12
Mar
13

David Henderson on spontaneous order

Back when I was in first-year grad school or so, I rather mindlessly posted the following quotation on a message board:

“I mistrust all systematizers and avoid them. the will to a system is a lack of integrity.”

(The first error, as I’d have known if I’d been smart enough to read Jim Wendler, was posting on a message board.)  An acquaintance shot back with:

“I mistrust all Nietzsche-quoters and avoid them. the will to quote Nietzsche is a lack of integrity.”

He’s an algebraist, of course, not an analyst, and to my chagrin he was lying about avoiding me.  Frequent visitors will have raised their eyebrows at the idea of me mistrusting systematizers, as I’m rather notorious for it myself — but I do, and that includes my systematizing self.  By way of a for-instance, I’m “systematizing” about nutrient partitioning and muscle vs. adipose insulin sensitivity at the moment, and I’m vividly aware that I’m going to get it almost entirely wrong.  My hope is that I’ll get it wrong in all the ways that don’t matter; my backup when that doesn’t pan out is that I’ll get it wrong in an educational (or at least an entertaining) way.  And maybe it’ll turn into a blog post, but not tonight.

About seven years after the Nietzsche-quoting incident, a friend of mine interrupted our depressingly sober conversation about political economy with an exasperated sigh and challenged me to “fix capitalism”.  I fumbled the opportunity rather badly.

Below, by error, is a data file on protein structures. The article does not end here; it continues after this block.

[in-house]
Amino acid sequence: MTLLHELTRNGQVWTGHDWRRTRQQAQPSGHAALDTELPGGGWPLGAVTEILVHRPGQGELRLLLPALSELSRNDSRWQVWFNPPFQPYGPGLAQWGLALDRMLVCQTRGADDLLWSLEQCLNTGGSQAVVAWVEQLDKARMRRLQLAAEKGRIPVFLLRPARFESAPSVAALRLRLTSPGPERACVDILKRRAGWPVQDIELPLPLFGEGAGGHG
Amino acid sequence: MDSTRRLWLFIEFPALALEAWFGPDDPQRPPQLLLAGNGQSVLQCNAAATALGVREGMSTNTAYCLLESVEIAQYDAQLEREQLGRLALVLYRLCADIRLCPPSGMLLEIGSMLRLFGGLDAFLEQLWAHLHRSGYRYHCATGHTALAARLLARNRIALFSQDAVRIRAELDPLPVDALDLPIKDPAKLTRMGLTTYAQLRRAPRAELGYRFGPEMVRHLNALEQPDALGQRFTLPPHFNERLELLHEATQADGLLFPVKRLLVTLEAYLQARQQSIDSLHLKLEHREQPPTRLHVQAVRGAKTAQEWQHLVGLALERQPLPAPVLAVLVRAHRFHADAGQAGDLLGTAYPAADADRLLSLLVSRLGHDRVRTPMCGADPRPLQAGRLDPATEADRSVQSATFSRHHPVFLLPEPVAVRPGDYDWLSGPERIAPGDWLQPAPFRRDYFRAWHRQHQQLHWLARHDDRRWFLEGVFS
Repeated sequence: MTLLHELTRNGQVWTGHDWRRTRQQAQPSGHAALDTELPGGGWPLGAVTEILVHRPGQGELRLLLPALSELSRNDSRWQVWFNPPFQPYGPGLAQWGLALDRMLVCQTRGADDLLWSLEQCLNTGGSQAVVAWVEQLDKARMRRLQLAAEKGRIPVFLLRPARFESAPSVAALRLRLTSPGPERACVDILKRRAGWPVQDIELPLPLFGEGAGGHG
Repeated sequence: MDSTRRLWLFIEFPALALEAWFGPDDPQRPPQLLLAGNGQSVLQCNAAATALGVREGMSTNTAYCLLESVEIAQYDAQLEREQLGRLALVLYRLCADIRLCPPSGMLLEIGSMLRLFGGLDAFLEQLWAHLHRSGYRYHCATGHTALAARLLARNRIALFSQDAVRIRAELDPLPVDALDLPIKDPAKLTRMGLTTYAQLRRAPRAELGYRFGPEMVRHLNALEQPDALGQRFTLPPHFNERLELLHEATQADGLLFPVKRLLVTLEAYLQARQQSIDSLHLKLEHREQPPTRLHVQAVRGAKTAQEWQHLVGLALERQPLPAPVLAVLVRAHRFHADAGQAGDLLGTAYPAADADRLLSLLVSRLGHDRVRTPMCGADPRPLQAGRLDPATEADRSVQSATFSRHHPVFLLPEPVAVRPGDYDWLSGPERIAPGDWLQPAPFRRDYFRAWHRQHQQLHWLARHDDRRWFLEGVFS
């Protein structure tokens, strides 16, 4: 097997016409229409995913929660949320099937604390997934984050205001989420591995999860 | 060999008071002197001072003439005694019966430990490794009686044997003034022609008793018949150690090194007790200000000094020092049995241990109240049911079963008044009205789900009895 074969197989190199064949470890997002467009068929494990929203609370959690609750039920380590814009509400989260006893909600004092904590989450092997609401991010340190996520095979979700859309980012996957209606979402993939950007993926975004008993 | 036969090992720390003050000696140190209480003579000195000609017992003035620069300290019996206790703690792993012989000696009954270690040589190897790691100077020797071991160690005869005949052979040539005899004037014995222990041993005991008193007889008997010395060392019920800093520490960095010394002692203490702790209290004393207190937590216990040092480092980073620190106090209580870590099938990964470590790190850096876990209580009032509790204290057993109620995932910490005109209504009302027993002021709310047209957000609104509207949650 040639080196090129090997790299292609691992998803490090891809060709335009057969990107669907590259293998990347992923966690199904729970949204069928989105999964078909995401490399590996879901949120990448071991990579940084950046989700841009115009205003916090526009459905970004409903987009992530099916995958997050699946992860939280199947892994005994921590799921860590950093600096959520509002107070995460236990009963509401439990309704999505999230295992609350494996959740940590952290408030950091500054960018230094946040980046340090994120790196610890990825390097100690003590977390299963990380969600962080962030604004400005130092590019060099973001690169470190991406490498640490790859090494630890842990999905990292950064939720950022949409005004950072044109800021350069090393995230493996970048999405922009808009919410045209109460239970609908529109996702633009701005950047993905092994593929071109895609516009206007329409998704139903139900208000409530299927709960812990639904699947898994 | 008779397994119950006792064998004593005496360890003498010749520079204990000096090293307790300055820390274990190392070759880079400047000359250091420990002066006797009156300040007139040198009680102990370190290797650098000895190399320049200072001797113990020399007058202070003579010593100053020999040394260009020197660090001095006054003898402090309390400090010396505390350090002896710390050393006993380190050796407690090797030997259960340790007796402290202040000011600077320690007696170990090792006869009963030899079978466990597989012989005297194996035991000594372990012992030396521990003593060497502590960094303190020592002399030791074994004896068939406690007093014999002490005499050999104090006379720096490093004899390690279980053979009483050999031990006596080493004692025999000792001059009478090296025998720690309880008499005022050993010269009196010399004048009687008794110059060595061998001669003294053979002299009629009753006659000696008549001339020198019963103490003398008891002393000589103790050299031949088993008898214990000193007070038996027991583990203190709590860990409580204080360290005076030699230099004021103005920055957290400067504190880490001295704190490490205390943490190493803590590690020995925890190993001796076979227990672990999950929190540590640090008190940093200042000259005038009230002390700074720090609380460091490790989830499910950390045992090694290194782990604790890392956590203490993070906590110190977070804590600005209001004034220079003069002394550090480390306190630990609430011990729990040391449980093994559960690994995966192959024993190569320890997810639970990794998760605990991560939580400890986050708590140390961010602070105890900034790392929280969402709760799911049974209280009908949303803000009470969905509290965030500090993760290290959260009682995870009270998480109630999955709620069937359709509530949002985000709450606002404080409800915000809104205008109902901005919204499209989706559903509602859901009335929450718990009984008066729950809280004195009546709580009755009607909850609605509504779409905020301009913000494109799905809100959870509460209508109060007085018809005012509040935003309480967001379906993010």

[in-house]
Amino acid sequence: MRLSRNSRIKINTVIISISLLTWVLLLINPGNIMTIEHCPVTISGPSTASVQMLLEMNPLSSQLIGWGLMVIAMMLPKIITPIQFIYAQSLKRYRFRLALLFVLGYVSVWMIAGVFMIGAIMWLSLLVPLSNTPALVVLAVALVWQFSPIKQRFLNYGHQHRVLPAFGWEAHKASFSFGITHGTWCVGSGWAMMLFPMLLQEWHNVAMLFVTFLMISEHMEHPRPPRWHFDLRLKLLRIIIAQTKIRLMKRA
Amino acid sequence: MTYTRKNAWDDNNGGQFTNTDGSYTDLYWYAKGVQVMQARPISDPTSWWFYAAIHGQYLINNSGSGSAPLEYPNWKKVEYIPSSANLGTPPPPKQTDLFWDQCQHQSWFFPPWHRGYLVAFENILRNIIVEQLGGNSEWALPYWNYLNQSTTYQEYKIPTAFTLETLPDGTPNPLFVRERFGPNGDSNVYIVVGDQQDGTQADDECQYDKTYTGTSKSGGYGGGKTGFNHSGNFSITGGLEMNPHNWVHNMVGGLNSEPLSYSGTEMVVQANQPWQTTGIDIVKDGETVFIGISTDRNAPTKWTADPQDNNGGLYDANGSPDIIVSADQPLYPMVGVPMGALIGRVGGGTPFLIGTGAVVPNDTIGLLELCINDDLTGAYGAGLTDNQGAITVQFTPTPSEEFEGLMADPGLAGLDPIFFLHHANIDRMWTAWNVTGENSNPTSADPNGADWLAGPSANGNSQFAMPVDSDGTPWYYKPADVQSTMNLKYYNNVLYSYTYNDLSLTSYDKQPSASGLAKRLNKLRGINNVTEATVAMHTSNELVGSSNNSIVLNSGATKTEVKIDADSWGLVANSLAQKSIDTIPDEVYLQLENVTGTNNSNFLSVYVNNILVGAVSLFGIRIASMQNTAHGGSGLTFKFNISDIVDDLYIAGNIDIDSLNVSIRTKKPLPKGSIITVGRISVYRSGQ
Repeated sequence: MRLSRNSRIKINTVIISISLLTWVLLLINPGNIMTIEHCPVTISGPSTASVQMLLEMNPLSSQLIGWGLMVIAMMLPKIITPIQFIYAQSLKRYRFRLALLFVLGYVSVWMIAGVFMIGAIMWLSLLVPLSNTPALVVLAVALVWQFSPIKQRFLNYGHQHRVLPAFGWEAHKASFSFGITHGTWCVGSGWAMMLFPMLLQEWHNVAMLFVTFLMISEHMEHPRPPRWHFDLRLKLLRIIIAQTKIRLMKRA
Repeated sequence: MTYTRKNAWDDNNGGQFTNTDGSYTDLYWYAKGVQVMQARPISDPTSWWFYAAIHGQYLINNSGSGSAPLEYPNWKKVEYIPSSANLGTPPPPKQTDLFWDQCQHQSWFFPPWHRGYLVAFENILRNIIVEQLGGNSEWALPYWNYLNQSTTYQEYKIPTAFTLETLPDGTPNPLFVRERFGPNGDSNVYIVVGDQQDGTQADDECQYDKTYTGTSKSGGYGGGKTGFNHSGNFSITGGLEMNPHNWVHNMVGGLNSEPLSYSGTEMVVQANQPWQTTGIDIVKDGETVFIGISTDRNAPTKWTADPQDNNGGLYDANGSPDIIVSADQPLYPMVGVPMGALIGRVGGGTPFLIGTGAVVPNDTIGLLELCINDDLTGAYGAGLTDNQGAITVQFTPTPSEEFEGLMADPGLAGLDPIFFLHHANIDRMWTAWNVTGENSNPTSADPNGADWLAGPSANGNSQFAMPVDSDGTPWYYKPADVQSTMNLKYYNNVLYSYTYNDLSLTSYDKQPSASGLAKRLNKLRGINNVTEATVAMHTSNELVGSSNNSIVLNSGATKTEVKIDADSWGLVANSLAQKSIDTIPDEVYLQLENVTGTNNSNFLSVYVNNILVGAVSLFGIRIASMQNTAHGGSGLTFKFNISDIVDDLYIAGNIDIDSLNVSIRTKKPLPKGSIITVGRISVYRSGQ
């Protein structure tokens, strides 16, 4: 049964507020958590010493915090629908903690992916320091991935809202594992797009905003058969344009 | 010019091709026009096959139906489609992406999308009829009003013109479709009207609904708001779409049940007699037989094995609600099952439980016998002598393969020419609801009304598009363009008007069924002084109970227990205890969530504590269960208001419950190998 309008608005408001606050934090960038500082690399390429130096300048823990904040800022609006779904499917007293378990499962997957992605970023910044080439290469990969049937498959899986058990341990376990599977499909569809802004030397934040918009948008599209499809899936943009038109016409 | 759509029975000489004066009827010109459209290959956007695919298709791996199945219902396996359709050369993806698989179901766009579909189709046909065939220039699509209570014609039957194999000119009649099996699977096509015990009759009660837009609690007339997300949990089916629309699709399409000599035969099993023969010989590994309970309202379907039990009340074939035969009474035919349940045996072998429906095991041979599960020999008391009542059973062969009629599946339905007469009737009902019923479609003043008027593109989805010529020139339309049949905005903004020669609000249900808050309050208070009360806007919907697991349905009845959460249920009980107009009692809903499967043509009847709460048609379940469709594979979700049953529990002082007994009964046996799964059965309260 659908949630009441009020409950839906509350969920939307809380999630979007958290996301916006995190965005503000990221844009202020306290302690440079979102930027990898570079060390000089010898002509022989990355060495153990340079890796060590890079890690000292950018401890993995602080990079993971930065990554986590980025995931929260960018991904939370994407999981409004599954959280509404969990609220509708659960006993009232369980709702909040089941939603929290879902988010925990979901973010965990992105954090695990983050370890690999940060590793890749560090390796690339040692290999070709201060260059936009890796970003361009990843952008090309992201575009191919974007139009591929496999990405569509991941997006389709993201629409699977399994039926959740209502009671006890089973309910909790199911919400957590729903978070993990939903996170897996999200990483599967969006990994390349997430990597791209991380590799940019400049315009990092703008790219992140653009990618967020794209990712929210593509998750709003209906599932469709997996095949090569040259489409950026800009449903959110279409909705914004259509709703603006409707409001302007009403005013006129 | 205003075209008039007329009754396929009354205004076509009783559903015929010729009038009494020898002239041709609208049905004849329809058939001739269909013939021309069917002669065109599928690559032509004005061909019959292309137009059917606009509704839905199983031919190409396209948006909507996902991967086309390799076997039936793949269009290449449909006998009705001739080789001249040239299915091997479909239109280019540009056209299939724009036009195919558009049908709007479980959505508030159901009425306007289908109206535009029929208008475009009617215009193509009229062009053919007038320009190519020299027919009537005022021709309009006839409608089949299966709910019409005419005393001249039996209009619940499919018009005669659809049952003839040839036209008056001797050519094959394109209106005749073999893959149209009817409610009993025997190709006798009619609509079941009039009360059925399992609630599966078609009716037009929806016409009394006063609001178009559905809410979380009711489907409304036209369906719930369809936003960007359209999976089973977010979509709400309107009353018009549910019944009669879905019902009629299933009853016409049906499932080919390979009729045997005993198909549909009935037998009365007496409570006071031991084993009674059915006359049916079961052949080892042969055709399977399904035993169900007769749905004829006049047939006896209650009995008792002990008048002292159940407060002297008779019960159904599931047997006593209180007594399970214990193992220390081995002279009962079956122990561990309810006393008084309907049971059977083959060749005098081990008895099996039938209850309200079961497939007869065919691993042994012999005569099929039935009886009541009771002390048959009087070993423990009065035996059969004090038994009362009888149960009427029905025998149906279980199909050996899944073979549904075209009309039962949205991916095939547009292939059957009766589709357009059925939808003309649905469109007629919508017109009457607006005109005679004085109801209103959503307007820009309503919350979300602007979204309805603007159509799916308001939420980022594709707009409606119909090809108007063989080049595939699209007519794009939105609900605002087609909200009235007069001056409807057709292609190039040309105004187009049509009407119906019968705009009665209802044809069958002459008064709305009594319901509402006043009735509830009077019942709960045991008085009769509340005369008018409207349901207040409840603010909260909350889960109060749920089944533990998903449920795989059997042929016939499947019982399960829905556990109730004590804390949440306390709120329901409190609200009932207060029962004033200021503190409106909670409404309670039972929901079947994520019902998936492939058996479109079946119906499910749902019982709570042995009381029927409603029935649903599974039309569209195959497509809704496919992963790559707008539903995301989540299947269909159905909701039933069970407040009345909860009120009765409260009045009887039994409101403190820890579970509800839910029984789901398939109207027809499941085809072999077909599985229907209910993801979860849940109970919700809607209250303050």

David Henderson didn’t.

I answered that I don’t think I can design an improved system. Why did he think that I thought I could? It’s because he’s stuck in the “man of system” or “design” paradigm. Over the years, various governments have designed a particular system. I criticize the idea that they get to design it. Then [a commenter] assumes that means that I think I should be able to design it.

But I’m not a designer. I’m a person who believes in spontaneous order. That is, I think that people should be free to come up with other systems and I’m willing to predict that they will. As an economist, I could speculate about what they will come up with, but there’s a good chance that my predictions would be wrong. Where [said commenter] and I probably agree is that if I were to design such a system, it would be a disaster.

Fortunately, I don’t need to design a system.

So what do I propose? Letting people come up with their own systems. And my prediction, which I’m fairly sure of, is that they would come up more than one.

kane-slow-clap

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